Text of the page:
My inability to allow myself to grieve and focus on my own mental health led me to falling back into old habits.
As a 14-year-old I was an alcoholic which I did recover from, but after my father’s death, I spent most of my inheritance on alcohol. I spent hundreds of pounds a week alone on my fix, just so I could not think or feel the pain building inside me. Drinking at this level was not only harmful to my physical and mental health, it has also led me to financial regret. he money I spent on refusing to grieve could have bought me a deposit on my house today – I just wasn’t thinking straight.
By April, after my father’s death, I ended up in hospital following my own suicide attempt. My
father’s funeral, though months after he was missing, hit me like a truck. I did not cry before this day but as soon as I saw my father’s coffin, I cracked. I couldn’t unsee it. And I had horrible images of his body in my head that made me physically sick. It hurt me so bad to imagine my father lifeless.
My suicide attempt was due to the memory of the words said at the funeral.
They said that one day I would see my father again. I wasn’t willing to wait for my death because I wanted to be with him now. I had such a hard life already, and my father was the reason I kept going. He helped me through so much and I couldn’t see a life without him in it. Honestly, I didn’t want to.
I do not think I would have resorted to a suicide attempt if I had allowed myself to grieve and had someone to talk to. I did not have any support so I ended up in a very bad place. Talking to someone is so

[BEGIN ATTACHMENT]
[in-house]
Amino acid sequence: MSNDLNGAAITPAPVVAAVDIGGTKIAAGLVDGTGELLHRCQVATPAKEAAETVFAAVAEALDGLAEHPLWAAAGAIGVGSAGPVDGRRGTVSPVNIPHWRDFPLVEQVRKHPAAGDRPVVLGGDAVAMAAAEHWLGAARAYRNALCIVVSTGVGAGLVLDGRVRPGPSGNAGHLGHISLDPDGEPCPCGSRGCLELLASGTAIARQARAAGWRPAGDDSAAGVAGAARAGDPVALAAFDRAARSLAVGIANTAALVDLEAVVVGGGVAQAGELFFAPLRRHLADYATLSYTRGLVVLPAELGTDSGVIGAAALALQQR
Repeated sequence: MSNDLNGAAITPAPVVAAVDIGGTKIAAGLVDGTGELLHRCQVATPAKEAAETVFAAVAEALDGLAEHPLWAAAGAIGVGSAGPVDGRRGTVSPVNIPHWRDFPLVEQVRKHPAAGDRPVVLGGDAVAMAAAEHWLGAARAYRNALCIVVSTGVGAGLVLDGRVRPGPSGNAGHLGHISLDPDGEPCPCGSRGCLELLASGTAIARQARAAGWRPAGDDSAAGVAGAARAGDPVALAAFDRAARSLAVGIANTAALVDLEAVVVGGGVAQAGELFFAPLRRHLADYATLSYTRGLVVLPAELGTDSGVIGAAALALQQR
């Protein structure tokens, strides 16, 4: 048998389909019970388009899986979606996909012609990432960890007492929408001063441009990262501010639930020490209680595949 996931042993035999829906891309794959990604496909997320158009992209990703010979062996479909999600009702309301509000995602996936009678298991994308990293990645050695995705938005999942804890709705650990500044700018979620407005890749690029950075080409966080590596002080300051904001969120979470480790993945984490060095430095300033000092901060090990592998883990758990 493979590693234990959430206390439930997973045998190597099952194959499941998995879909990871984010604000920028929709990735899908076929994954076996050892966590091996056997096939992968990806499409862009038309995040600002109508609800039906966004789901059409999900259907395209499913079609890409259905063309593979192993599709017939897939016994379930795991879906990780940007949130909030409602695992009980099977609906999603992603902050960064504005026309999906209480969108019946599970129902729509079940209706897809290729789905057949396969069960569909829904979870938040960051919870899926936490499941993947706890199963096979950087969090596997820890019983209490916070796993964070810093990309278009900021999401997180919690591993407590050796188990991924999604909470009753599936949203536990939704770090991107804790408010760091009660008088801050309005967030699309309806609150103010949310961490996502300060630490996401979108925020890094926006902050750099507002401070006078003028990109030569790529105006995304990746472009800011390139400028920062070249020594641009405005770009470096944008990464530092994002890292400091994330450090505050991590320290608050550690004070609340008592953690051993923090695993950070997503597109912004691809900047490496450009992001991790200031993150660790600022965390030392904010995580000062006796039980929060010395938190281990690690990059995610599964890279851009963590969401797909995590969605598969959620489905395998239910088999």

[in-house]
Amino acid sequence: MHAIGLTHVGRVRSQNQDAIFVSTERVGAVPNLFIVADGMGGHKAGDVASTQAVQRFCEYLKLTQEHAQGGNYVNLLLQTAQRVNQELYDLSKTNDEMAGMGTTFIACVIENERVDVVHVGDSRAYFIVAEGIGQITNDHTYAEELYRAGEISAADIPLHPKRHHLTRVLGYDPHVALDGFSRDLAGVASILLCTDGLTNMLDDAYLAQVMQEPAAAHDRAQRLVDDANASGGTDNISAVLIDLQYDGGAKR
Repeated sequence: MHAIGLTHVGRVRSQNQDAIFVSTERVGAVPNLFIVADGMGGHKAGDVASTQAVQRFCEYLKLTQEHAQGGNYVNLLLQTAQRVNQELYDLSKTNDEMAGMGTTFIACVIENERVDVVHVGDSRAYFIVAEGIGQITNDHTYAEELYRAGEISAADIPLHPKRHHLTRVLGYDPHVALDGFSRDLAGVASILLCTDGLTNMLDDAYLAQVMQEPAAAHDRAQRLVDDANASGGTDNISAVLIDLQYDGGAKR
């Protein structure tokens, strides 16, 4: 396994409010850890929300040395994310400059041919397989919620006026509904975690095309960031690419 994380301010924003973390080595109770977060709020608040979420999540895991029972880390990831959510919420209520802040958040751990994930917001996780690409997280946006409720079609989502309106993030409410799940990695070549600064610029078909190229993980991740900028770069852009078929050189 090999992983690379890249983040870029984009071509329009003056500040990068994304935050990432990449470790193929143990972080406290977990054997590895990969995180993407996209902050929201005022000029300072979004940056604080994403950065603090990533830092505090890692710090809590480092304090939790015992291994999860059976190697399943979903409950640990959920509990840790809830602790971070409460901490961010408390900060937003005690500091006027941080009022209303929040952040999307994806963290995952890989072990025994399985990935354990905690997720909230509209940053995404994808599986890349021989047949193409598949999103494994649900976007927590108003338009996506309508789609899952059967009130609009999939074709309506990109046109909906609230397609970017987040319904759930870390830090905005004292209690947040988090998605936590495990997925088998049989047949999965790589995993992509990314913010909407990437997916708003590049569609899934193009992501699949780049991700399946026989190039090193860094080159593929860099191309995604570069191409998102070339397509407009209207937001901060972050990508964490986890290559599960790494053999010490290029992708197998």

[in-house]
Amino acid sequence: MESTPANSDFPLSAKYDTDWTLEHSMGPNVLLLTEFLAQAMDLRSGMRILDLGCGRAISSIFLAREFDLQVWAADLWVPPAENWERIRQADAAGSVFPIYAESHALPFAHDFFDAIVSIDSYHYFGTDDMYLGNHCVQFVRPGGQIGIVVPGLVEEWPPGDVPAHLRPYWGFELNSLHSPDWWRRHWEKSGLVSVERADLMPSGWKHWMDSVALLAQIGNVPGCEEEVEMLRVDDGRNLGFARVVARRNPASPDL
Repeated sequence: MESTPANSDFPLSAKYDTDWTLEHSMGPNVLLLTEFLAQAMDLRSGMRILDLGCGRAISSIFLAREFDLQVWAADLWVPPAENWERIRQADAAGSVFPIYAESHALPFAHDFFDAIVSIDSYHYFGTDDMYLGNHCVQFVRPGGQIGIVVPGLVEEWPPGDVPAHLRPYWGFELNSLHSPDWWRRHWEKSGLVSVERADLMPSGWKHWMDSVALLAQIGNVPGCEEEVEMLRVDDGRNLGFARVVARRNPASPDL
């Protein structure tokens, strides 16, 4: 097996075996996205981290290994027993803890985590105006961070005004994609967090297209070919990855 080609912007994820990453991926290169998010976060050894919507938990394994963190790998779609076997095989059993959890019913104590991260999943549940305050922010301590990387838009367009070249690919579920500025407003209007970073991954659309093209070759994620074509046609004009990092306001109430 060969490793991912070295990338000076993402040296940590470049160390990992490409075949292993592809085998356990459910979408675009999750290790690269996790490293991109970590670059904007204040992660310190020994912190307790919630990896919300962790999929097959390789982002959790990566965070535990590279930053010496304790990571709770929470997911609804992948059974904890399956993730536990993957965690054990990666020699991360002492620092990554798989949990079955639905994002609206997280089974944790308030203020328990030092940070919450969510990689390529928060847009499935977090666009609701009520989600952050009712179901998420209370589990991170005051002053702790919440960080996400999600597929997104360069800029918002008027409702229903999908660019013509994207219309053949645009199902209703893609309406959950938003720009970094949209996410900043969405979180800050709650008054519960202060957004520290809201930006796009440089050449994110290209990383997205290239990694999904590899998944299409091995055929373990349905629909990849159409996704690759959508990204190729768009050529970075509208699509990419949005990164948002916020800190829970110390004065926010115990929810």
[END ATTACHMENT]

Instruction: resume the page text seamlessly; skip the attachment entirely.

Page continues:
hard, but opening up and letting those feelings out allows you to be honest and find comfort as well as support.
Life has not been easy these last few years.
I had to walk down the aisle without my father. My future children will never know the man they would have called Grandpa. However, I am at a place now where though my past is a part of me, I don’t resent it. I cannot change it, but I can choose to not let it define me. I allow myself to cry about my dad, I allow myself to miss him, but most importantly, I don’t bottle anything up, which I like to think would make my father proud.
In grief we will all make mistakes because our minds are not at their best, but it’s ok. It is important though, when you lose a loved one, to stop comparing yourself to others. Grieve in your own time and way but don’t bottle it up. If you talk about those feelings and let them out, there is less of a chance you’ll have regrets in the future. Talking really makes a mile of a difference.
I am in a good place now. I do not abuse substances or self-harm and I have not had another suicide attempt. Plus, I am happily married in a little house with my fur babies. Though I do wish my father could see me now, I achieved so much and am content with my life simply because I accepted the idea that moving on just means learning to live this new life. I allow myself to feel happiness and do all the things I wanted to because even though I still miss him, I learned I do not have to die with my father. In fact, through all of the work I do today, I allow my father to live on and tell his story and help people. It’s like a therapy for me.
So, to recap:
Try not to be so hard on yourself and do not bottle up emotions. You do not always need to be strong because grieving is not a weakness, and neither is needing time for yourself. If you can allow yourself to be “selfish” and talk about the pain you feel, you can avoid falling into bad habits and choices from which it’s much harder to recover, like a suicide attempt or alcoholism.
No matter how you grieve though, life will start to get easier and you will feel happy again, I promise you that. So please do not give up.”